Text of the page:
The 2nd turning point of the 1920’s was the establishment of the streetcars. Previously living close to Downtown was a requirement for many. Automobiles were available, but at this juncture they were a luxury out of reach for most, so being near where you earned your living was a necessity. This caused often extremely crowded living conditions.

With reliable public transportation in place, commuting was now possible for the many families without a car. Kaimuki, which had seen an earlier increase in population after the 1900 Chinatown Fire forced many to relocate, now saw a larger influx of new homes and residents.

The streetcar’s arrival was responsible as well for Kapahulu’s sudden growth, filling in these undeveloped lands just outside Waikiki, providing lots for both working and middle class families to live on within reach of the employment centers to the west.

It isn’t as well known that this factor was even a motivator for Manoa, a place that had been a retreat for the ali’i and, later, for families on the higher end of the economic ladder. Now, the cool, rainy valley became a feasible residence for a still well off, but not necessarily wealthy, class. Many of the vintage homes in Manoa come from that time, proof of the valley’s birthdate as a full neighborhood.

It’s interesting to note that the streetcar made living farther from Downtown possible and affordable for not just the blue collar workers, but also much of the white collar classes as well, benefiting many levels of the local population. The new transportation system carried locals from a wide spectrum as they headed Downtown each weekday morning.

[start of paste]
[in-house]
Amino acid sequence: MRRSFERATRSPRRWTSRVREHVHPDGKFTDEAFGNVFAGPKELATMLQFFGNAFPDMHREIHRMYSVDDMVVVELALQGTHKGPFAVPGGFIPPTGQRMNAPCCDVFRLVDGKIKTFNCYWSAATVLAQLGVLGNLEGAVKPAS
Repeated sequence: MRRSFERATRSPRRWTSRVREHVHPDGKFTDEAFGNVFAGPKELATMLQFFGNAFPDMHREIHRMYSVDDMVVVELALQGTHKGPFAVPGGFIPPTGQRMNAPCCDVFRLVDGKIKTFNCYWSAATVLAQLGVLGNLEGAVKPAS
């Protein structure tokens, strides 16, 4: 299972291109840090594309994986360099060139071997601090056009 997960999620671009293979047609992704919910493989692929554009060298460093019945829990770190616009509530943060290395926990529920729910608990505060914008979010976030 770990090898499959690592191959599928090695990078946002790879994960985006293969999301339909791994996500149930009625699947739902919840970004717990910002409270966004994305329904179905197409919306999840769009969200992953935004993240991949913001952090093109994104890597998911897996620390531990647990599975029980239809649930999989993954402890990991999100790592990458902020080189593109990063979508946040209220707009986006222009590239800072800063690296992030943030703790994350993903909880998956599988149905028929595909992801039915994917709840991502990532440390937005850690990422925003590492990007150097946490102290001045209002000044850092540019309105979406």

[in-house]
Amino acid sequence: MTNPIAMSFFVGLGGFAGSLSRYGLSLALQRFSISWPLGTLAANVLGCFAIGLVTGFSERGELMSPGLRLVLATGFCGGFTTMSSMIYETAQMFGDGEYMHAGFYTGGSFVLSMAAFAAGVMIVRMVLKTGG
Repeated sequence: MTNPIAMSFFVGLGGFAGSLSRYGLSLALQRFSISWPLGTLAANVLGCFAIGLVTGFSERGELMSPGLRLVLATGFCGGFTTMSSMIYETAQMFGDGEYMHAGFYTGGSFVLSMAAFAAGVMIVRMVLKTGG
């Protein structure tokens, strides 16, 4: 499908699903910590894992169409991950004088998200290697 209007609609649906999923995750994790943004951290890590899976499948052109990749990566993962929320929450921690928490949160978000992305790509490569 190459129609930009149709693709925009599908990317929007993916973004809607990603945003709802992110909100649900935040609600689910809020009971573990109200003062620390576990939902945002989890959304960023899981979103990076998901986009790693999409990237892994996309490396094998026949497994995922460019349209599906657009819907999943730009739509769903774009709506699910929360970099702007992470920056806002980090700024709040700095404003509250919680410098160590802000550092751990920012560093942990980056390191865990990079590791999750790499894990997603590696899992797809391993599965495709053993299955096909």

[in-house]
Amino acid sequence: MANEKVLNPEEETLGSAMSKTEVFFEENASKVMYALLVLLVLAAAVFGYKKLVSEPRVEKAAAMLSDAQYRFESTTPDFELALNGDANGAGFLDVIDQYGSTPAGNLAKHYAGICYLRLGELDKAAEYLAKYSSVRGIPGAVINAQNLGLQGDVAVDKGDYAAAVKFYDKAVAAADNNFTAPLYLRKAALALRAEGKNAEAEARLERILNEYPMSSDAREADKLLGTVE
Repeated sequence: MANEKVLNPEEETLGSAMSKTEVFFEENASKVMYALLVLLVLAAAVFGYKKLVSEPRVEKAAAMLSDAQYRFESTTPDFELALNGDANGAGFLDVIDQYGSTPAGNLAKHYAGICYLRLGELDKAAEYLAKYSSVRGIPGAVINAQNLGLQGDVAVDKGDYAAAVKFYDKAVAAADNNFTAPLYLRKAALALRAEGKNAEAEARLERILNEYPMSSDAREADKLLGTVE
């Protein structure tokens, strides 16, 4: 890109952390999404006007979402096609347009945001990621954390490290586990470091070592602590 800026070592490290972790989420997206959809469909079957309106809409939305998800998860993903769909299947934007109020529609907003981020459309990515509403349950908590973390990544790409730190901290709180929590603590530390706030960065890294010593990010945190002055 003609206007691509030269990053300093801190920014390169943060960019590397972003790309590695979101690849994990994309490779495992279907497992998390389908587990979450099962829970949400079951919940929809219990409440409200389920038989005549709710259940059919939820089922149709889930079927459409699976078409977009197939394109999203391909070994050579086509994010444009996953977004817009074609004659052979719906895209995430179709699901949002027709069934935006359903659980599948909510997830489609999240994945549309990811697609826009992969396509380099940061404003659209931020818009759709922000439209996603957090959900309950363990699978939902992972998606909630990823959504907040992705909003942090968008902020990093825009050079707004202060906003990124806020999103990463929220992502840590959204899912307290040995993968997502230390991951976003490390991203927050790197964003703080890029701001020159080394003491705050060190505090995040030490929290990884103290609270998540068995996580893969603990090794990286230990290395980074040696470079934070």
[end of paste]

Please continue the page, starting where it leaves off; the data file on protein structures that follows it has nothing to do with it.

As the price of cars began to drop in these same years becoming feasible to the finances of more and more people, all of these areas would fill in further, adding more new homes in Honolulu to satisfy an even greater demand.

The real acceleration kicked off in the post-World War II years as tourism boomed and Hawaii, while still significantly distant from Mainland US, moved more and more in reach as travel means steadily improved during this time.

It is almost impossible to overstate the changes our city went through in this period. When it began there were still large, viable farms within Honolulu’s borders. The tallest buildings in Waikiki were the Royal Hawaiian and Moana Hotels, with 6 stories each. If you told someone you were going out to where Hawaii Kai is now, it could only be to have a drink at Lucky’s Tavern. There was nothing else out there. Change was coming, and fast, but it wasn’t an immediate jackrabbit start.

Royal Hawaiian Hotel - Drone Photo

Royal Hawaiian Hotel

The 1940’s were times of little build up, though some did occur here and there. The obvious reason was the war, which brought huge numbers of service members to Oahu, but otherwise a freeze in the general population. Resources were all put toward the war effort as well, so outside of housing on military bases, there was little other residential construction possible. Of course, the following decades would see that pent up demand, and more besides, create a boom that has yet to end.